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MAINBOARD-LISTED IHH Healthcare Berhad on Thursday posted an 8 per cent year-on-year rise in its second-quarter net profit to RM246.1 million (S$82.8 million), lifted by divestment and foreign exchange gains.
The group recorded a RM54.8 million gain from the divestment of its 90 per cent stake in Shenton Insurance, undertaken as part of ongoing efforts to rebalance the group's portfolio to optimise returns.
Net profit for the three months ended June 30 was also lifted by an exchange gain of RM7.5 million relating to Acibadem Holdings' non-Turkish lira borrowings in Q2 2016, compared to a loss of RM22 million a year ago.
Earnings per share rose to 2.99 sen for the quarter, compared with 2.78 sen in the year-ago period.
Revenue grew 18 per cent to RM2.5 billion on sustained organic growth and contribution from newly opened hospitals.
Newly acquired assets over the past year - Continental Hospitals and Global Hospitals in India, and Tokuda Group and City Clinic Group in Bulgaria - also contributed to the increase in IHH's Q2 topline.
But the growth in revenue was partly offset by start-up costs from the new hospitals in Malaysia, higher operating and staff costs, as well as pre-opening expenses incurred for Gleneagles Hospital Hong Kong, which is gearing up for its opening in early 2017.
Operational profit after tax and minority interests (Patmi), which strips out exceptional items and contribution from Parkway Life Reit, fell 20 per cent year on year to RM173.9 million, dragged by moderate earnings before interest, tax, amortisation and depreciation (Ebitda) growth. Higher depreciation from new hospitals in Malaysia and India, higher net financing costs as loans were incurred for working capital, capital expenditure, acquisitions and purchase of investment properties, also weighed on operational Patmi.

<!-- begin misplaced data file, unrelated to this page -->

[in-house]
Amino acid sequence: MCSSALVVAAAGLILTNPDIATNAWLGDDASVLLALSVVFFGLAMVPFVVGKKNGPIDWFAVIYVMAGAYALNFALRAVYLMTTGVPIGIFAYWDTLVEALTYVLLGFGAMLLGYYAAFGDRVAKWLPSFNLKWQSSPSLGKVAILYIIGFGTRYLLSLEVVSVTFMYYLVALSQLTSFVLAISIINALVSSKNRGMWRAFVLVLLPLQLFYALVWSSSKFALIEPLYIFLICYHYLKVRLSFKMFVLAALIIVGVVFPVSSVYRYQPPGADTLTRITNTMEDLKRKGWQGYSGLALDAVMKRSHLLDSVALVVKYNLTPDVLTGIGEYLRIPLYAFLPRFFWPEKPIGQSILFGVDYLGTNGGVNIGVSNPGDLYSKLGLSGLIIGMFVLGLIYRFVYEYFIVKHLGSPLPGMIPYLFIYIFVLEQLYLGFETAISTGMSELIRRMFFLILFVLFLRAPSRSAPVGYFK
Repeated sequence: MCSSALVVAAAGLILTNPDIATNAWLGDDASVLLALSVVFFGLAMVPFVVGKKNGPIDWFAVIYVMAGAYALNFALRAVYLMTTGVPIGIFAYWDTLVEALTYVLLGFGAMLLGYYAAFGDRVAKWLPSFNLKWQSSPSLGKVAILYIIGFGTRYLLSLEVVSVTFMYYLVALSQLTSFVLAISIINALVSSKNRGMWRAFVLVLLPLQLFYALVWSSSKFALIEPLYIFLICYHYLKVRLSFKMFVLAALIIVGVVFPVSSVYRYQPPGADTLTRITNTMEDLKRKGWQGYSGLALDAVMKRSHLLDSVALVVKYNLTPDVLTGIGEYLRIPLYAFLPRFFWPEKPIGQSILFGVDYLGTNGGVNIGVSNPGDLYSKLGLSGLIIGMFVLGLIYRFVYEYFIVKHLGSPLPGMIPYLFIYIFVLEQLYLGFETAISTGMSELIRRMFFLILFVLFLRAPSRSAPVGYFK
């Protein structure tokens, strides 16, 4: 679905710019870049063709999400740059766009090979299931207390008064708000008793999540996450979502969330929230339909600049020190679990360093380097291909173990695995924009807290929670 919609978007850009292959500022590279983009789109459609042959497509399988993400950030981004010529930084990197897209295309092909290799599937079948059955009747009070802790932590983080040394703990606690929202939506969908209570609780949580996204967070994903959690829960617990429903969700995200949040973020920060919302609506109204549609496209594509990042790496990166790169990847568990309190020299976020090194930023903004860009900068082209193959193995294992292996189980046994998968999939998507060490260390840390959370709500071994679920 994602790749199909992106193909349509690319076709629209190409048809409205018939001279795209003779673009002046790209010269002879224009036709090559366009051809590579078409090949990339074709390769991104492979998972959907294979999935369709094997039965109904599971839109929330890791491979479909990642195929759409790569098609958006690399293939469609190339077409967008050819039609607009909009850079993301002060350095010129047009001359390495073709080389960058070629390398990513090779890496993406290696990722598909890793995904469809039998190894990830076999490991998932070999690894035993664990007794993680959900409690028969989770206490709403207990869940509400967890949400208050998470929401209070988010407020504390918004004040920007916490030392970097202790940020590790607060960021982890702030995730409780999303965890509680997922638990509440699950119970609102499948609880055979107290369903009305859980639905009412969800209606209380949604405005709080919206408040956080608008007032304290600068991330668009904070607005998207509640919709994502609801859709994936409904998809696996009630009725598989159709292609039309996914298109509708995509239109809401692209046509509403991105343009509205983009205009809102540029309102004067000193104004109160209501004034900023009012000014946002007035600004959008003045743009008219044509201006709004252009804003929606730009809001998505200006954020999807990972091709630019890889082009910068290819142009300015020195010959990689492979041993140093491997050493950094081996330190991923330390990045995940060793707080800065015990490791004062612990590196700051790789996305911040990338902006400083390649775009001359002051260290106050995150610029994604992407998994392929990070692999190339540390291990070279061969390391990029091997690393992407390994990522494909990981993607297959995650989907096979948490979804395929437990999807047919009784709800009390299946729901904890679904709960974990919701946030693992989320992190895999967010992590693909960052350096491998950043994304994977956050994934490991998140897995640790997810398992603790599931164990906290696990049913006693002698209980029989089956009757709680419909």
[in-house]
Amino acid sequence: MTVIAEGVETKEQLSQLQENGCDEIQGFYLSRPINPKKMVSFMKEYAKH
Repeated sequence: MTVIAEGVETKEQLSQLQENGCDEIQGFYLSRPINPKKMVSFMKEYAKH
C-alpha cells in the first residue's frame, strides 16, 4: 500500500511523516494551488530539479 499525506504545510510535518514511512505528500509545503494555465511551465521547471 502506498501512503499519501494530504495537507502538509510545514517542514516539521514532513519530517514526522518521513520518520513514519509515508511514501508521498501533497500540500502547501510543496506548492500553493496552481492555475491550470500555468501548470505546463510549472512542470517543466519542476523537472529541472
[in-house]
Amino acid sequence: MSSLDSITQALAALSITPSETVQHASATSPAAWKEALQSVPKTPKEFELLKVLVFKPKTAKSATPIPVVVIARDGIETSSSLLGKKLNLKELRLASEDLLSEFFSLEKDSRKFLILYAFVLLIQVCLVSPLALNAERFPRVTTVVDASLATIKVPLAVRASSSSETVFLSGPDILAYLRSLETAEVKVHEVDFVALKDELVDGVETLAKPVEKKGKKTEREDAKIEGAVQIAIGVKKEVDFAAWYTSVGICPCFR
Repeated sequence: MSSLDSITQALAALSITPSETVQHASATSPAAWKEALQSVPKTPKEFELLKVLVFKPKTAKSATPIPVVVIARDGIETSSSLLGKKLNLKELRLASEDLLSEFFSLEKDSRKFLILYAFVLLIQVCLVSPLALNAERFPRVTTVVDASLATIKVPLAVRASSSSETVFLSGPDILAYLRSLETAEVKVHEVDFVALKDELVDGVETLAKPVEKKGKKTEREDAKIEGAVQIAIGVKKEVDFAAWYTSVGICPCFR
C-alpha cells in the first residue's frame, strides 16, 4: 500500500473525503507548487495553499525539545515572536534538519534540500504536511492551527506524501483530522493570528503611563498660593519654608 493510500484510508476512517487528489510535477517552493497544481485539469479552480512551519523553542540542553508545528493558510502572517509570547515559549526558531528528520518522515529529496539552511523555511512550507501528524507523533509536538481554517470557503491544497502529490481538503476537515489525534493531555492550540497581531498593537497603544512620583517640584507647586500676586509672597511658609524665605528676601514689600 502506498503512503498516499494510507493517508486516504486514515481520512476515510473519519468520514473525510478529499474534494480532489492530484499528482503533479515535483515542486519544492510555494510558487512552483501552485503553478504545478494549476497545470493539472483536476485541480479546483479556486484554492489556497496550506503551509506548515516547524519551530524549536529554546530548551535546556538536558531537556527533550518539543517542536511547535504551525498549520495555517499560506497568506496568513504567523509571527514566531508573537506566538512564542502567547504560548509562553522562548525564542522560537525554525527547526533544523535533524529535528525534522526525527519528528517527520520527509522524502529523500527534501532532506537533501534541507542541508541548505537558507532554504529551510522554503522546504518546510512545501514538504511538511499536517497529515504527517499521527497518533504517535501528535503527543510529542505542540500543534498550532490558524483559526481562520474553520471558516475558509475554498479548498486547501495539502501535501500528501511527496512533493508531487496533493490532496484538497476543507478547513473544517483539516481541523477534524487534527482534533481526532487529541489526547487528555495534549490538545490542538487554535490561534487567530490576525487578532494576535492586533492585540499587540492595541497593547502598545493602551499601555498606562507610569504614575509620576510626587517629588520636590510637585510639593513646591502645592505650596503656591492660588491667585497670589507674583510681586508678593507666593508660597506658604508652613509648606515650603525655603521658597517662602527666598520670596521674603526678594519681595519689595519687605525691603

For the first half of 2016, revenue rose 21 per cent to RM4.9 billion, while Patmi jumped 21 per cent to RM481.6 million.
Net gearing has been maintained at 0.19 times as at end-June 2016 with significant cash holdings of about RM2.3 billion.
In its outlook, IHH said it continues to believe in the robust demand for quality private healthcare in its home and growth markets, especially India and China.
"The group's extensive geographical footprint means it will be exposed to geopolitical risks and currency volatility that may result in translational differences to its financial statements. At the same time, it will face increasing cost pressures including pre-operating and start-up costs at newer hospitals; wage inflation from the global competition for healthcare talent; and rising purchase costs if the US dollar continues to strengthen against its home market currencies."
But the group said it would continue to mitigate these through cost optimisation, tight cost control and taking on higher revenue intensity procedures.